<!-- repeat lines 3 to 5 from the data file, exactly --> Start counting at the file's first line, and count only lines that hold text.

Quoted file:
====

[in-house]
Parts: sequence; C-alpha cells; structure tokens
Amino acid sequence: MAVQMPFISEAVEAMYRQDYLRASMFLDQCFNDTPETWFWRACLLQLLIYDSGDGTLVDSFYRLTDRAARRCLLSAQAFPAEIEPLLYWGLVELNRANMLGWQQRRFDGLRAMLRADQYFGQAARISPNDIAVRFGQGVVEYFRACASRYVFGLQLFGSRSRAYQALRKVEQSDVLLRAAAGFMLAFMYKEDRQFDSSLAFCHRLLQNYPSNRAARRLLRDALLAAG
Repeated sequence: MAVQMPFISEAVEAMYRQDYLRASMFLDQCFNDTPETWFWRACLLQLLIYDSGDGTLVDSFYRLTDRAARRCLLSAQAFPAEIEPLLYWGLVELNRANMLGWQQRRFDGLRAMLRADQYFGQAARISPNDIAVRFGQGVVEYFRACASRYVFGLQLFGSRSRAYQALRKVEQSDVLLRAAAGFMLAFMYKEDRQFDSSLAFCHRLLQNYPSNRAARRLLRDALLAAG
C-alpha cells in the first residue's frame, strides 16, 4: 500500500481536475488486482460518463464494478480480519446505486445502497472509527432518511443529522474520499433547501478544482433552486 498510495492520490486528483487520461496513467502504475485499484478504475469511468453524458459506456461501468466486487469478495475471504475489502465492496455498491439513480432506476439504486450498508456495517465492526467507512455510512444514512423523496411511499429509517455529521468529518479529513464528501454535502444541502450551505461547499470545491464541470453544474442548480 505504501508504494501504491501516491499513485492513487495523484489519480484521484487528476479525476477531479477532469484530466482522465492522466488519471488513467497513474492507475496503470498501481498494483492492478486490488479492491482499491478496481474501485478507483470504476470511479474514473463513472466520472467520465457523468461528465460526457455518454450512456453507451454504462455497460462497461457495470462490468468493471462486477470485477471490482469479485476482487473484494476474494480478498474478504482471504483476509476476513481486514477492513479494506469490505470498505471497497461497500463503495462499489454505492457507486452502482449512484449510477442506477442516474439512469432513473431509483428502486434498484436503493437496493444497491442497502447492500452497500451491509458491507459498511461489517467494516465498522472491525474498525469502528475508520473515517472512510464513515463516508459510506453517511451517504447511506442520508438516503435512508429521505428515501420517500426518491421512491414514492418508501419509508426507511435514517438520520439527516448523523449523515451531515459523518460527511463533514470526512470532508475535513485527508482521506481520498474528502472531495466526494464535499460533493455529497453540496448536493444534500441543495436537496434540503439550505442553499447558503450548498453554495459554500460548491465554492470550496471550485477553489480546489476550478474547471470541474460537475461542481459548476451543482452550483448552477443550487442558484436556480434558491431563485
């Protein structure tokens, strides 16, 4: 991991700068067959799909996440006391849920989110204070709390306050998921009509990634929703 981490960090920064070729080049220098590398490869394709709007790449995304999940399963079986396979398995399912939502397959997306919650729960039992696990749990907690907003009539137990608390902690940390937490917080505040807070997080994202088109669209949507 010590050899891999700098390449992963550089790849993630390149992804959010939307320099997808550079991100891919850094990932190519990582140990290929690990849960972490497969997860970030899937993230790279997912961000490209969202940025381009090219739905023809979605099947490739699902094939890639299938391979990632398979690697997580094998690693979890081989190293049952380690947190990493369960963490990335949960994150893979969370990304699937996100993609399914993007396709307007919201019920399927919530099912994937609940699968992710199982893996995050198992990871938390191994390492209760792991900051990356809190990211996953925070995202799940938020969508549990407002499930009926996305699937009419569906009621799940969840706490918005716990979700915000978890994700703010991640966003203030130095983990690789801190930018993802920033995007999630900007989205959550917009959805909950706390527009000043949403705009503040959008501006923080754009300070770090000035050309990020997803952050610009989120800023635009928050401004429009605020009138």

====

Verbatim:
Amino acid sequence: MAVQMPFISEAVEAMYRQDYLRASMFLDQCFNDTPETWFWRACLLQLLIYDSGDGTLVDSFYRLTDRAARRCLLSAQAFPAEIEPLLYWGLVELNRANMLGWQQRRFDGLRAMLRADQYFGQAARISPNDIAVRFGQGVVEYFRACASRYVFGLQLFGSRSRAYQALRKVEQSDVLLRAAAGFMLAFMYKEDRQFDSSLAFCHRLLQNYPSNRAARRLLRDALLAAG
Repeated sequence: MAVQMPFISEAVEAMYRQDYLRASMFLDQCFNDTPETWFWRACLLQLLIYDSGDGTLVDSFYRLTDRAARRCLLSAQAFPAEIEPLLYWGLVELNRANMLGWQQRRFDGLRAMLRADQYFGQAARISPNDIAVRFGQGVVEYFRACASRYVFGLQLFGSRSRAYQALRKVEQSDVLLRAAAGFMLAFMYKEDRQFDSSLAFCHRLLQNYPSNRAARRLLRDALLAAG
C-alpha cells in the first residue's frame, strides 16, 4: 500500500481536475488486482460518463464494478480480519446505486445502497472509527432518511443529522474520499433547501478544482433552486 498510495492520490486528483487520461496513467502504475485499484478504475469511468453524458459506456461501468466486487469478495475471504475489502465492496455498491439513480432506476439504486450498508456495517465492526467507512455510512444514512423523496411511499429509517455529521468529518479529513464528501454535502444541502450551505461547499470545491464541470453544474442548480 505504501508504494501504491501516491499513485492513487495523484489519480484521484487528476479525476477531479477532469484530466482522465492522466488519471488513467497513474492507475496503470498501481498494483492492478486490488479492491482499491478496481474501485478507483470504476470511479474514473463513472466520472467520465457523468461528465460526457455518454450512456453507451454504462455497460462497461457495470462490468468493471462486477470485477471490482469479485476482487473484494476474494480478498474478504482471504483476509476476513481486514477492513479494506469490505470498505471497497461497500463503495462499489454505492457507486452502482449512484449510477442506477442516474439512469432513473431509483428502486434498484436503493437496493444497491442497502447492500452497500451491509458491507459498511461489517467494516465498522472491525474498525469502528475508520473515517472512510464513515463516508459510506453517511451517504447511506442520508438516503435512508429521505428515501420517500426518491421512491414514492418508501419509508426507511435514517438520520439527516448523523449523515451531515459523518460527511463533514470526512470532508475535513485527508482521506481520498474528502472531495466526494464535499460533493455529497453540496448536493444534500441543495436537496434540503439550505442553499447558503450548498453554495459554500460548491465554492470550496471550485477553489480546489476550478474547471470541474460537475461542481459548476451543482452550483448552477443550487442558484436556480434558491431563485